Thankfully, a kind Micronesian woman that we knew was in the hospital, and she led us to Dr. Bryan Isaac when she could. Dr. Bryan Isaac was a doctor for a family practice. We sat in the waiting room and waited for the doctor, who took a blood test and my height and weight. I guess he was looking for anything terrible in my blood or to see if I had suddenly ballooned up to 243 pounds. In any event, he was a very nice guy. He had a big, bald head that looked as though it could be used as some sort of wrecking ball and these thick glasses. When the blood tests came back, everything was alright, except one thing.

The potassium levels in my blood exceeded the maximum value his instrument could read. This means that he likely lysed the blood cells in the preparation. Therefore, he sent us to the state hospital to get another blood test and an EKG.

The state hospital was unlike any state hospital you would find in the U.S. It was crowded with people, with huge lines and not enough chairs. Since we were told by Dr. Bryan Isaac that we needed to get some tests done, we headed to the place where tests were done and waited in line. When we finally got to the front of the line, the man in scrubs looked at Dr. Bryan’s notes and told us that they were incorrect. We lacked a test form.

We called Dr. Bryan. The last thing we wanted to do was go all the way over to his place and lose our spot in line. He told us that we needed to go to the X-Ray department. So we went to the X-Ray department, and to our relief, we had finally reached the right place. A big, beefy, cheery man led me to a room, put some stickers on me, and gave me an EKG. This was the first thing that had gone right. My EKG looked normal.

Then, we went back in line to wait for a blood test. The wait wasn’t horribly long, and I got my blood taken safe and sound. But the worst part was yet to come.

The blood-takers told Ashley and me that they would scan the results over to Bryan Isaac as soon as possible. “Great!” we said, and we headed back over to the kind, stumpy man with a head like a wrecking ball. He told us that the hospital hadn’t faxed over the report yet, so we waited.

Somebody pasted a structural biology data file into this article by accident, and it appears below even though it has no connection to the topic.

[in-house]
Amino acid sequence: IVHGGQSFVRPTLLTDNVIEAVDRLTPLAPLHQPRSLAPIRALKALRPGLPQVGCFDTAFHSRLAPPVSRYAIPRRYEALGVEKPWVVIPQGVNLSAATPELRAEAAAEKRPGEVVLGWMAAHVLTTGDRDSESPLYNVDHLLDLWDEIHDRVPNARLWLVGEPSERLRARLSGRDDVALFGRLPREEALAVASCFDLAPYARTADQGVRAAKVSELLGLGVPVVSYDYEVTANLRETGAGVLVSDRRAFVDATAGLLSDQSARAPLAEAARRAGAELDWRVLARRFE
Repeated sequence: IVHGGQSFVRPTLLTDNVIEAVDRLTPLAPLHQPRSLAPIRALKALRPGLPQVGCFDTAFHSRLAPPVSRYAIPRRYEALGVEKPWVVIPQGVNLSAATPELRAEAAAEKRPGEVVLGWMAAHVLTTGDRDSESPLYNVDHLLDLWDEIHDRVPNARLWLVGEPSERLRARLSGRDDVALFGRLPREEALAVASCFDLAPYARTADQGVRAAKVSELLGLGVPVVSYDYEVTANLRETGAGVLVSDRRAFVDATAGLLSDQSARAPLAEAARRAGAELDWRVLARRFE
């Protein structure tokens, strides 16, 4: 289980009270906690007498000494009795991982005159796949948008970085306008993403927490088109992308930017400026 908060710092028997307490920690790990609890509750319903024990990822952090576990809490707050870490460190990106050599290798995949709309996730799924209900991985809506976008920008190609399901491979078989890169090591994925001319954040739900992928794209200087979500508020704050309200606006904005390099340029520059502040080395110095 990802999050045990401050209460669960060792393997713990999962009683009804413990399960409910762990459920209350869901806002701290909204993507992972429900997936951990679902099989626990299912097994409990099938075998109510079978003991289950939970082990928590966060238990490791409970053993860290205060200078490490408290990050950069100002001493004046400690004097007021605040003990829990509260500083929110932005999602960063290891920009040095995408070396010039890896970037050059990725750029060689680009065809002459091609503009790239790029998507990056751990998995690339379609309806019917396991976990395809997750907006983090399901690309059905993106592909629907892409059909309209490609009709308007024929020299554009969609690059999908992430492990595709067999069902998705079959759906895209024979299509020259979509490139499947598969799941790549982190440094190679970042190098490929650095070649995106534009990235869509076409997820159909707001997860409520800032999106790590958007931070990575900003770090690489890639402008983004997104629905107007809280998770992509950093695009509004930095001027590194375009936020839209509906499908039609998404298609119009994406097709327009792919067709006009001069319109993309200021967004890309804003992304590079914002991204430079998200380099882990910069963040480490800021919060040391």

And waited.

And waited.

After two hours, the results were finally sent in. Everything was fine… except my potassium and sodium electrolytes were a little low. So the doctor prescribed me a banana and a teaspoon of salt, and we were on our way.
_________________________________________________________
I’d never really thought about how epileptics were treated and about being some sort of activist. Now, I can’t think of anything else. This whole experience (I don’t want to talk about the week before the trip, but I felt manipulated, demoralized, and defeated, and it’s a wonder I gathered up the strength to even go on this trip in the first place after that week) has really made me think about the way we treat people with disabilities. Yes, I have epilepsy. Yes, I risk death every day (my first seizure on Sunday took place in the shower, but I had turned the water off while I was scrub-a-dub-dubbing, and this simple action could have prevented a much worse outcome.
But I must live my life. And the people on this trip LOVE me here. My mom flew all the way from Seattle to San Francisco to Hawaii to support me on this trip, and now she is on the plane to Guam. After an overnight layover, she’ll head to Pohnpei and stay in the same hotel as me.
The students won’t, the teacher’s won’t, and I won’t go home without being heard. You can’t always win, but you can always try.
Fingers X’ed. 
Charlie